Central and East European ‘memory wars’ in the post-communist era have been underpinned by competing status anxieties of the regional states’ mnemonical standing in various orders of remembrance. The manifold ‘memory laws’ in the region have consequently ascribed redemptive qualities to historical memory. Legislations such as Poland’s endeavour to criminalise the attribution of wartime German Nazi crimes to the Polish state or nation (2018), Russian legislation protecting Stalinist narratives about the Second World War through criminal measures (2014), Ukraine’s contested decommunisation laws (2015), and Hungary’s mnemonic constitutionalism (since 2011) have sought to manage the ontological anxieties and insecurities of Central and East European states in multifarious ways. Oftentimes, a mnemonical security-orientation to dealing with the past has entailed radical othering of alternative mnemonical accounts, both in the region and beyond. Seeking to ‘fix’ the past could be read as a symptom of ontological insecurity – a state of uncertainty about one’s identity and place in the world, a lack of a sense of confidence or trust about the basic existential parameters of self and social identity, leading to an upset sense of agency. Legalising the preferable version of the past by criminalising and/or penalising others accordingly emerges as a coordinated state-level attempt at bolstering a state’s stable sense of self, underpinning and enabling its political agency. This keynote examines the political implications and ethical pitfalls of militant memocracy (or government by memory), based on the illustration of the recent developments in Central and Eastern Europe (particularly in the Poland-Ukraine-Russia triangle). I explore the sacralisation of historical memory and the role of ritualised remembrance of the past in enabling actors to cope with critical situations, reaffirm identities and consolidate political communities. Is there an ethical way to pursue memory politics in relation to massive human rights violations, past dictatorships, and international wrongdoings?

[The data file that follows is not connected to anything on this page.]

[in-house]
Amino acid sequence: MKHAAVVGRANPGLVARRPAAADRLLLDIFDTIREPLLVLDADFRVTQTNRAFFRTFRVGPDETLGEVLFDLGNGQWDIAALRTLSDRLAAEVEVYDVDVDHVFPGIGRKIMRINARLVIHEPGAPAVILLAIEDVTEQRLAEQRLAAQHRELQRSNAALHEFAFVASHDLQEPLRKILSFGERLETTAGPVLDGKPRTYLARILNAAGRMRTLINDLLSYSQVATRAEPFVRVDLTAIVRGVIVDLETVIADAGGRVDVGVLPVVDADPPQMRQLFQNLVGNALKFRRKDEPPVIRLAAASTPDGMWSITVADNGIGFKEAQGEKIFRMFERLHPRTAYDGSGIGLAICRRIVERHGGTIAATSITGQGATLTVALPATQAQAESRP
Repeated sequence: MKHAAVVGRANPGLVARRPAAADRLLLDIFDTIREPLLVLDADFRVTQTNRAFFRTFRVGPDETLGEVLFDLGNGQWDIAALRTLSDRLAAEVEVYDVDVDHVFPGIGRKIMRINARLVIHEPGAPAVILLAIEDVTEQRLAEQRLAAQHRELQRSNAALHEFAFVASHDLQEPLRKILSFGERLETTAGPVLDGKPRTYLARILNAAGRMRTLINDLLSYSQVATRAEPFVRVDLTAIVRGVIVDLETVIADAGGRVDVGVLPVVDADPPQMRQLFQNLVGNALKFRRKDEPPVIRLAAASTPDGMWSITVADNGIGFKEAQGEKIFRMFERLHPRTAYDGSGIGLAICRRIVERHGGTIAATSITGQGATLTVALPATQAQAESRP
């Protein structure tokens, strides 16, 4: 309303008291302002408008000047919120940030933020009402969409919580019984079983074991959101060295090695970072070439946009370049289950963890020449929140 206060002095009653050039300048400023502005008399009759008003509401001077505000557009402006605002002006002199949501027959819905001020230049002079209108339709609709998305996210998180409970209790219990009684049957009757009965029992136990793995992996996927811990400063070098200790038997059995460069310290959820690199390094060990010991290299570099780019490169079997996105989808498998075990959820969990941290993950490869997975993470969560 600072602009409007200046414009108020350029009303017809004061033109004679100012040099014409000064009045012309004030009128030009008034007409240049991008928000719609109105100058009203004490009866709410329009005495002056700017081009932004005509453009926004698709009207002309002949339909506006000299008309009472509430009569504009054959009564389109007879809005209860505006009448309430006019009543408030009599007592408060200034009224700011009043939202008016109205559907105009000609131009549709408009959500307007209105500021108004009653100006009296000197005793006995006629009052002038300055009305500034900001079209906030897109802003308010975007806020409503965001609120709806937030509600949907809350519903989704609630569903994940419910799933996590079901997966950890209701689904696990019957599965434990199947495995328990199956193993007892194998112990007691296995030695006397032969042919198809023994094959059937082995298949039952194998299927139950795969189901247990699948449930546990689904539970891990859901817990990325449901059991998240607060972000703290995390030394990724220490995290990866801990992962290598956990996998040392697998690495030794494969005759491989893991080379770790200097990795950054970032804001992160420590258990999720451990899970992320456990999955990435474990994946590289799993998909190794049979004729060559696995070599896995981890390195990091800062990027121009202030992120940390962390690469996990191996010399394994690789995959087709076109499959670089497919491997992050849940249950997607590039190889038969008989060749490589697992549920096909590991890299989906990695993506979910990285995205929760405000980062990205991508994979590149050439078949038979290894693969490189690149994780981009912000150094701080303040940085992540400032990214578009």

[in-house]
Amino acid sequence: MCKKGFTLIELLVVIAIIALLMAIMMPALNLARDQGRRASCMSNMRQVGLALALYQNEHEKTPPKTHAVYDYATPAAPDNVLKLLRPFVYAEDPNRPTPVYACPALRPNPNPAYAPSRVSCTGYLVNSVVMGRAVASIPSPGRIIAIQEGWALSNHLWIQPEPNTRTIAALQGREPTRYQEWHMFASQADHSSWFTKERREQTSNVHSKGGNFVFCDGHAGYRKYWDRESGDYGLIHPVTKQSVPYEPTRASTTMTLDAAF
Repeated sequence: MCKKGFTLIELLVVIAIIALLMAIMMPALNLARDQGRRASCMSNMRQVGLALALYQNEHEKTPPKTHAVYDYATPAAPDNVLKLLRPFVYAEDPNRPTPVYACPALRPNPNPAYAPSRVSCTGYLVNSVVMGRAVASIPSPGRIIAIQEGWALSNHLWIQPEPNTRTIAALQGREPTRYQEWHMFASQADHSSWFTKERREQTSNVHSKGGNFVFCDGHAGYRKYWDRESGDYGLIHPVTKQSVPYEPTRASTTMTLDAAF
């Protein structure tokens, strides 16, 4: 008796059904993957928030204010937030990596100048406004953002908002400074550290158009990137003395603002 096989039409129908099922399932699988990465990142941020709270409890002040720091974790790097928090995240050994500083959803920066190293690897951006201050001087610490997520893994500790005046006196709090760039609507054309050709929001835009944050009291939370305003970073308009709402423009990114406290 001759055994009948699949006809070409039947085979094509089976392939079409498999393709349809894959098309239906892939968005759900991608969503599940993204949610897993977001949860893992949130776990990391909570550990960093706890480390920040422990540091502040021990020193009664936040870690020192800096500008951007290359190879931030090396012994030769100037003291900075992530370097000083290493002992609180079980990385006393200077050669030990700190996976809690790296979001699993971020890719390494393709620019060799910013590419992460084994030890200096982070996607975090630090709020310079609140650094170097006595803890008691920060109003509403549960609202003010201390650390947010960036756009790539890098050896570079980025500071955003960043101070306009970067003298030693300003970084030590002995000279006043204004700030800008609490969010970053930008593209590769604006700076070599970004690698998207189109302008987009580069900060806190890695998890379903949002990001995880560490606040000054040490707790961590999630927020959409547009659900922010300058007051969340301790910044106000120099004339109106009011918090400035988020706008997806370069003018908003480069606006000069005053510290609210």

Collective borderline syndrome